Increasingly, podcasts have been an inexpensive way to test stories for possible TV shows or movies.
"There is a lot more hunger for stuff that has been proven than for stuff that's just pitched," said producer Marc Smerling.
He and Zac Stuart-Pontier launched the documentary series "Crimetown" as a podcast through Gimlet. It cost $500,000 for 18 episodes, a fraction of a TV budget, and had 16 million downloads in its first season. FX is now turning the podcast into a cable TV series.
"There is a large appetite from television producers for underlying (intellectual property) that comes with a built-in audience," said Wondery CEO Hernan Lopez. "Books and comic books have been the main sources of IP to be optioned, but podcasts are becoming an increasingly popular form of IP."
Wondery has several nonfiction narrative programs, including popular true crime story "Dirty John" with the L.A. Times and medical investigation "Dr. Death." "Dirty John" became a hit show on Bravo; Universal Cable Productions is developing a TV series based on "Dr. Death."
Lopez declined to disclose financials but said Wondery's revenues nearly doubled last year. The company recently expanded its West Hollywood offices and expects to grow to 40 employees this year, up from 30, he said.
Despite the industry's growth, making money in podcasting has been a challenge, in part because of a heavy reliance on advertising. Often podcasts must have at least 10,000 downloads per episode to even quality for ads—a tall order for small firms.
But Spotify—with its 96 million subscribers—could help matters by making a subscription model for podcasting more popular, as the company attempts to build a robust audio platform that goes beyond streaming music.
"The subscription model is a better consumer experience than having an advertising business," said Michael Montgomery, a lecturer at UCLA Anderson School of Management. "Netflix has shown that in spades."
The streamer, which charges $9.99 a month for a premium account, plans to spend as much as $500 million this year buying podcast companies (including about $340 million to buy Gimlet Media and New York podcast company Anchor FM Inc.) Already, Spotify has more than 185,000 podcast titles, including 14 exclusives in the fourth quarter.
"We have the opportunity to make original content the way Netflix does and to utilize the catalog of content we have in the platform to help bring people to the podcast space," said Dawn Ostroff, Spotify's chief content officer, in an interview.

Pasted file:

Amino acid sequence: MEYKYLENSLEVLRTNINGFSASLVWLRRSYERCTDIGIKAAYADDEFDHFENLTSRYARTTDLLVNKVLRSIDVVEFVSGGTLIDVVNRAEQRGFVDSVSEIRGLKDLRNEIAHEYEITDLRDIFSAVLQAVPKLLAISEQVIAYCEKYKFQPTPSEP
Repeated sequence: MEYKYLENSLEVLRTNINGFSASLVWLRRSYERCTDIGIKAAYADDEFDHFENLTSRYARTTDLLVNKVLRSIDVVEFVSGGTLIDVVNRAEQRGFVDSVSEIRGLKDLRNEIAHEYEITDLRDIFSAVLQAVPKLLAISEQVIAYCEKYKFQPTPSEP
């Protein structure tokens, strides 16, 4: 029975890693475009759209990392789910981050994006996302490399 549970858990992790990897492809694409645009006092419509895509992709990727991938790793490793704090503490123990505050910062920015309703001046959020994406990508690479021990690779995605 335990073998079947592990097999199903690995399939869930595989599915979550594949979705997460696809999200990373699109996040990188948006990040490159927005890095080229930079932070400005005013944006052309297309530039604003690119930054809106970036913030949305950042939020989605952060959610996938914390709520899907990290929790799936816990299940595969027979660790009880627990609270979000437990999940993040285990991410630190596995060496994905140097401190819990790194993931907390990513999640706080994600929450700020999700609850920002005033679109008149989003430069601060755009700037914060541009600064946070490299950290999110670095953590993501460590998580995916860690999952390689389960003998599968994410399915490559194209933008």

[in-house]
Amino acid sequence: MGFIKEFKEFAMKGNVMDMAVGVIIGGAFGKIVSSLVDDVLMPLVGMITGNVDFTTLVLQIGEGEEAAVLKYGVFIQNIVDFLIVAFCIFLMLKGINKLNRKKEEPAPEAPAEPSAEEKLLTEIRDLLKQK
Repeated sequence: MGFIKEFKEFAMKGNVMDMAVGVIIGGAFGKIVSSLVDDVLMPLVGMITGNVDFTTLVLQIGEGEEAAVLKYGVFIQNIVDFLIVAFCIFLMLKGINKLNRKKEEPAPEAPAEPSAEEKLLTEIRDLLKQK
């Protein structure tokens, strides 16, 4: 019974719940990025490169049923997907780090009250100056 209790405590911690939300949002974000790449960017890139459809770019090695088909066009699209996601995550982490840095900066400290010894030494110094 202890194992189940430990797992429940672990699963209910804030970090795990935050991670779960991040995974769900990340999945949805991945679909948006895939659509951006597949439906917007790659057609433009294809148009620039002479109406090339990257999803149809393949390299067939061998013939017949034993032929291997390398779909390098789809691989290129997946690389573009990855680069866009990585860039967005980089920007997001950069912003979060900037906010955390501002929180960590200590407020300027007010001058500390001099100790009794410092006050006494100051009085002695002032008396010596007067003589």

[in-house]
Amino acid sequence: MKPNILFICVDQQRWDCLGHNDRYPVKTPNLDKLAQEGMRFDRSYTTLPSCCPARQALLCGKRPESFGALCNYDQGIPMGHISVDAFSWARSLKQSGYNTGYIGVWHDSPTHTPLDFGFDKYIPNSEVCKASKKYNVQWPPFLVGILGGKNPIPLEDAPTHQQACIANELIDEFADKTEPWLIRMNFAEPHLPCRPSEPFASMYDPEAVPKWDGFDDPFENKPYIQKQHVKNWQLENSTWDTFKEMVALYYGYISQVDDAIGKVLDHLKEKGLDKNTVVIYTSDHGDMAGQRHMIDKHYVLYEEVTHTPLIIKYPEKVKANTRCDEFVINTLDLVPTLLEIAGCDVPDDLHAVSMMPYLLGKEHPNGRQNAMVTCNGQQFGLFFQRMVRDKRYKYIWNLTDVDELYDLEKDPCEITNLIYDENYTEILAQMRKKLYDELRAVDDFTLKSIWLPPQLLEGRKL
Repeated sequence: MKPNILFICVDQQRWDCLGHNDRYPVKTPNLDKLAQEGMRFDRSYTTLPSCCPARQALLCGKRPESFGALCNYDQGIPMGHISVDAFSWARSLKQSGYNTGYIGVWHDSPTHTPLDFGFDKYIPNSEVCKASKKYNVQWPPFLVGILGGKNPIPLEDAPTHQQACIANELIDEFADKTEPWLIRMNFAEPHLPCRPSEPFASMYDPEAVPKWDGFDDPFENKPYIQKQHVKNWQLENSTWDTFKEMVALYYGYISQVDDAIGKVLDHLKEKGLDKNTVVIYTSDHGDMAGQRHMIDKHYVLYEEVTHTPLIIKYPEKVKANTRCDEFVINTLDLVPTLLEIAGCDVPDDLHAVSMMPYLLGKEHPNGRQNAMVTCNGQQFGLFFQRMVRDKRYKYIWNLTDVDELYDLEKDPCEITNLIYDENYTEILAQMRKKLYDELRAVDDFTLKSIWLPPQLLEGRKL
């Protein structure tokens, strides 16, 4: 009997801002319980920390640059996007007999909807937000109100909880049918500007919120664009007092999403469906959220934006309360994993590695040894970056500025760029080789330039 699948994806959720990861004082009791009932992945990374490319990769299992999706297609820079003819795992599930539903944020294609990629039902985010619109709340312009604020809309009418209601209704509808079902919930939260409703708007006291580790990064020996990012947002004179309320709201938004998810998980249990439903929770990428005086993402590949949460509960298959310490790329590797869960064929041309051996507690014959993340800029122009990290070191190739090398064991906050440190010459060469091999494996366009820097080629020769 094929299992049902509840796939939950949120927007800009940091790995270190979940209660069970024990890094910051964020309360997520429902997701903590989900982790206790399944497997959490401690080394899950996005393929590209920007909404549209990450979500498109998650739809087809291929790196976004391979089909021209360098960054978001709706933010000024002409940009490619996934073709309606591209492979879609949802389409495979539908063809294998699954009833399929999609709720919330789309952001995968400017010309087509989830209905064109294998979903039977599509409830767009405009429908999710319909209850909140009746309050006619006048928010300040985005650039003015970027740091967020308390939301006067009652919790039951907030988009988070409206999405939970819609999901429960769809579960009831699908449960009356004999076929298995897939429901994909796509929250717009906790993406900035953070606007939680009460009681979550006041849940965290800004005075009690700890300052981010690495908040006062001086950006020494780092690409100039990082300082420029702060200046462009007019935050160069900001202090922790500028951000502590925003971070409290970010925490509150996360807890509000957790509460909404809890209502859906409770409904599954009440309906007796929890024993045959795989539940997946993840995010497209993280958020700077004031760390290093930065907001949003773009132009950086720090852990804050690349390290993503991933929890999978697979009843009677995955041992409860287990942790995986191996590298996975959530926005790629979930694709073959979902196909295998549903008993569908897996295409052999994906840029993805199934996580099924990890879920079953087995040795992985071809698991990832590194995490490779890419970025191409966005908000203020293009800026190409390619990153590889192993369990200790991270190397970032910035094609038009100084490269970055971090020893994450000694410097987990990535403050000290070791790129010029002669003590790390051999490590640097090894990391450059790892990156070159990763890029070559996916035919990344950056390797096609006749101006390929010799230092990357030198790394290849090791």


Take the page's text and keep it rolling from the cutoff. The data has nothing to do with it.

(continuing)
Rival Pandora also is heavily investing in the space, building technology that will help users recommend podcasts based on their listening music patterns. The Oakland-based firm, which is owned by SiriusXM, uses algorithms to make recommendations on podcasts based on users' music listening patterns (Pandora also charges $9.99 for its premium service).
"As we learn that about you, we can then serve you content that you care about," said Chris Phillips, Pandora's chief product officer.
Pandora has snapped up exclusive streaming rights for some podcasts, including Seasons 2 and 3 of "Serial."
Some analysts believe podcasting will continue to evolve beyond a Netflix-style subscription model. For example, in China, apps like Ximalaya FM bundle audio programs allowing users to pay a la carte based on the topic they are interested in, said Connie Chan, a general partner at Menlo Park venture firm Andreessen Horowitz.
The podcast industry has "a big future ahead of it, if it can learn to move beyond ads and monthly subscriptions, because that's the only way that the creators will have more incentive to produce deeper, better content," Chan said.
Some podcasters are trying to leverage their popularity by selling tickets for live events. L.A.-based Crooked Media's political commentary program "Pod Save America" held more than 70 shows across the U.S. and Europe last year, with tens of thousands people attending its shows since 2017. "It's become a great source of revenue," said Tommy Vietor, one of the hosts. He declined to disclose figures.
For now, local entrepreneurs like Jason Smith, CEO of Burbank-based Starburns Audio, welcome Spotify's entry into the business. His 10-person company produces such shows as "Dumb People Town," about people doing asinine things.
"It opens it up," Smith said. "It shows that there is real value in these networks."